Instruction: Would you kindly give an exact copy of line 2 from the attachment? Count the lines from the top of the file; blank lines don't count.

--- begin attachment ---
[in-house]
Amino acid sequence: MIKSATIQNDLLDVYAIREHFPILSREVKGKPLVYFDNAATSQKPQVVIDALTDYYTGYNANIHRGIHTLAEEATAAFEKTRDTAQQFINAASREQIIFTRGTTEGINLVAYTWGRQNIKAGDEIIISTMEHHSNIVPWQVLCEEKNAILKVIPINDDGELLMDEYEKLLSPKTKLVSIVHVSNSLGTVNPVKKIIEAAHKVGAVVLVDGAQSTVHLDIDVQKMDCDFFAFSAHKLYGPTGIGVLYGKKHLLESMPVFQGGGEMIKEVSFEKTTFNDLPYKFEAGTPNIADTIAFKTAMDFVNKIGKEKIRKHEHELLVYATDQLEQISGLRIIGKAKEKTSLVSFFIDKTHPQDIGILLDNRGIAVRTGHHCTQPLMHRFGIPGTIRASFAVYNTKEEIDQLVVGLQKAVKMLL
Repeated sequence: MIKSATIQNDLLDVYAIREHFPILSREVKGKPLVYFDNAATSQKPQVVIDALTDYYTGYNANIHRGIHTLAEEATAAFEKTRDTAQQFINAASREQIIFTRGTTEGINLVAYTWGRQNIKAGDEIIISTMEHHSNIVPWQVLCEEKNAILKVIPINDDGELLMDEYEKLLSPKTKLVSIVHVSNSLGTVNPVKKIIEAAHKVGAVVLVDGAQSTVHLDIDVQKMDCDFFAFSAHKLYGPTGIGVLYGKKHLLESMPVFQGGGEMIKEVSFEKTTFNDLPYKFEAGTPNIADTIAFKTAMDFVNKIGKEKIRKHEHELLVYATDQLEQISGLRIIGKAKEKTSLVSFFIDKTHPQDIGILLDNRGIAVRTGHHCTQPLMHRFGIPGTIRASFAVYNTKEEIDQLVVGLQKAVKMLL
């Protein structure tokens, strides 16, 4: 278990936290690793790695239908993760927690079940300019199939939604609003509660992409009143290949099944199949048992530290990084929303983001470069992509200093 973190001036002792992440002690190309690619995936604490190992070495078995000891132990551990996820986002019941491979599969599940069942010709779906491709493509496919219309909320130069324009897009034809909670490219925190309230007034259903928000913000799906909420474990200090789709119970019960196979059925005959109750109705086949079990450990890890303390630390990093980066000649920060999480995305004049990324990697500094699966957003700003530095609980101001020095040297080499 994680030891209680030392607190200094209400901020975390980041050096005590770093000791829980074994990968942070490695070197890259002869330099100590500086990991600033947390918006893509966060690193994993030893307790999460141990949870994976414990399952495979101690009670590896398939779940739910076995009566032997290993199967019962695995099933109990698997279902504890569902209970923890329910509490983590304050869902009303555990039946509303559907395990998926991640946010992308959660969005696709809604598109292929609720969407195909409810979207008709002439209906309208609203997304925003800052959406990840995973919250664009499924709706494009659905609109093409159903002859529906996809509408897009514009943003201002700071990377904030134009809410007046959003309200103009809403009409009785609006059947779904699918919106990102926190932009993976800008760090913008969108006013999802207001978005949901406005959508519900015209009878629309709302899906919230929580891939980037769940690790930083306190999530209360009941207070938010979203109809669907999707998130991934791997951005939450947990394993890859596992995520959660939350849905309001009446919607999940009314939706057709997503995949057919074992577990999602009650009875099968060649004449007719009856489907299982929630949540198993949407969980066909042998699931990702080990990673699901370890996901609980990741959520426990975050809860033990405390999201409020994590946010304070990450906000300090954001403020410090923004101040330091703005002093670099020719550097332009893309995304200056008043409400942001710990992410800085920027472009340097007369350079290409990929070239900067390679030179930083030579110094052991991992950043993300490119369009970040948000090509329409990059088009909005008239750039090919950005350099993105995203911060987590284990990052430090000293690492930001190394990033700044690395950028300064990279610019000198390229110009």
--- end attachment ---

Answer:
Amino acid sequence: MIKSATIQNDLLDVYAIREHFPILSREVKGKPLVYFDNAATSQKPQVVIDALTDYYTGYNANIHRGIHTLAEEATAAFEKTRDTAQQFINAASREQIIFTRGTTEGINLVAYTWGRQNIKAGDEIIISTMEHHSNIVPWQVLCEEKNAILKVIPINDDGELLMDEYEKLLSPKTKLVSIVHVSNSLGTVNPVKKIIEAAHKVGAVVLVDGAQSTVHLDIDVQKMDCDFFAFSAHKLYGPTGIGVLYGKKHLLESMPVFQGGGEMIKEVSFEKTTFNDLPYKFEAGTPNIADTIAFKTAMDFVNKIGKEKIRKHEHELLVYATDQLEQISGLRIIGKAKEKTSLVSFFIDKTHPQDIGILLDNRGIAVRTGHHCTQPLMHRFGIPGTIRASFAVYNTKEEIDQLVVGLQKAVKMLL